MSME Industry

Last Updated: May 2023 (MSME Industry)

MSME Industry

This article deals with ‘MSME Industry.’ This is part of our series on ‘Economics’ which is an important pillar of the GS-3 syllabus. For more articles, you can click here.

MSME Definition

Amendment to MSME Act, 2018 

Under the Amendment to MSME Act 2006, changes have been made in the criteria of classifying Micro, Small and Medium enterprises from ‘investment in plant & machinery/equipment to ‘annual turnover’. Accordingly, Act will be amended.

Micro Enterprise Annual turnover does not exceed 5 crore rupees
Small Enterprise Annual turnover is more than 5 crore rupees to Rs 50 crore
Medium Enterprise Annual turnover is more than 50 crore rupees to Rs 250 crore.

Central Government may, by notification, vary turnover limits.

The change has been made because there was a drawback in the earlier classification system. Earlier, if the businessman wanted to expand the productivity of his enterprise and invest in machinery, the MSME tag would have been lost. Hence, Businessmen resisted investing in machinery, impacting the economy’s overall efficiency.

Previous System of MSME Classification

Previously, MSMEs were defined on the basis of investment in plant and machinery.

  Manufacturing Sector Services Sector
Micro Upto 50 lakh Upto 10 lakh
Small Between 50 lakh and 10 crore Between 10 lakh and 2 crore
Medium Between 10 crore and 30 crore Between 2 crore and 5 crore

Importance of MSME Industry

Importance of MSME Industry
  • MSMEs employ 11 crore people (after agriculture, the largest sector in India).
  • MSME sector contributes 30% to the country’s GDP. 
  • 45% of manufacturing in India is done in MSME industries. 
  • MSME constitutes 40% of Indian exports.  
  • More than 55% of MSMEs are located in rural areas. Hence, they are essential for rural development. 
  • SC/ST/OBC owns the majority of MSMEs.
  • The sector has enormous potential to address structural problems like unemployment, regional imbalances, unequal distribution of national income and wealth across the country.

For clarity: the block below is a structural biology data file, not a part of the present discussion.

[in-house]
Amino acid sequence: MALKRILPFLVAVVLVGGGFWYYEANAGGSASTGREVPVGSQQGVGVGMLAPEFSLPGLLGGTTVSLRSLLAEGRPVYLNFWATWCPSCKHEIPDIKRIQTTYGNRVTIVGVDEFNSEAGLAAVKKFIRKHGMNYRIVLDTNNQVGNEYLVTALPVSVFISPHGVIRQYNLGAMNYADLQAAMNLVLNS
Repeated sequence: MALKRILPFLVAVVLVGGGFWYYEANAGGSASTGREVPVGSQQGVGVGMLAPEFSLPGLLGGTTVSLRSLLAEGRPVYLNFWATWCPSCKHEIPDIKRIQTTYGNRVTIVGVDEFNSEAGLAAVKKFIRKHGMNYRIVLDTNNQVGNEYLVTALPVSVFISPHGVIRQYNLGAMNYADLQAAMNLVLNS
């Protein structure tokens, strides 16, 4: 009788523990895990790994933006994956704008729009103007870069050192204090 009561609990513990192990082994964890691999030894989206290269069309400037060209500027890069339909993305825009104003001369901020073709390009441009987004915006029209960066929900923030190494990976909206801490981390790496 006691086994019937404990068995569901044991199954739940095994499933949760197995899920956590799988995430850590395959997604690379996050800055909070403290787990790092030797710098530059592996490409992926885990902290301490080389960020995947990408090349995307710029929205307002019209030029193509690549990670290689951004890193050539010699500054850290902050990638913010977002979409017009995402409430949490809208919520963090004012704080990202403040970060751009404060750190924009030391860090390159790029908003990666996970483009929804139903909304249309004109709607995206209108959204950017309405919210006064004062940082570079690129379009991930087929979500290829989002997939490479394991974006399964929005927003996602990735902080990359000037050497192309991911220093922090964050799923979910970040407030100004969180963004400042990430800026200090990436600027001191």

Issues faced by them

  1. Lack of access to Institutional Credit: Banks prefer to give a few large loans to big corporations instead of providing a large number of small loans to MSMEs because the administrative cost of managing small loans is high.
  2. NPAs: More than ₹80,000 crore worth of loans given to the MSME sector has turned NPA. Many MUDRA loans given to the MSME Sector without checking the credit history have also turned NPA.  
  3. Implementation of GST: GST Reforms has disrupted MSME Sector due to the following reasons 
    • Input Tax Credit: Credit is paid after a long delay. MSME sector can’t bear it and face a credit crunch due to this
    • Increased Compliance Cost.
  4. Insolvency and Bankruptcy Code Issue: Most of the MSME entities are Operational Creditors of big companies, but while the Insolvency process is going on, voting power is given only to Formal Creditors and not Operational Creditors. Hence, MSMEs don’t get back the right amount of recoveries.
  5. MSMEs can’t achieve an Economy of Scale & hence can’t compete with big industries. 
  6. MSMEs can’t invest in branding their products. 
  7. MSMEs lack access to improved technology
  8. MSME sector faces deficiencies in basic infrastructural facilities like power supply, road/rail connectivity, etc.  
  9. MSME sector has not been able to get back their markets after the disruption caused by the Covid pandemic. 

German Model of MSME – Mittelstand

  • German MSMEs Model is known as Mittelstand Model.
  • German MSMEs invest in R&D and produce high-quality products. As a result, German MSMEs export their products to western markets. This has played an important in making Germany a trade surplus economy. 
  • India can follow this model to encourage MSMEs to produce high-quality products which can be exported to foreign markets. 
German Model of MSME - Mittelstand

Scheme: Zero Defect – Zero Effect Scheme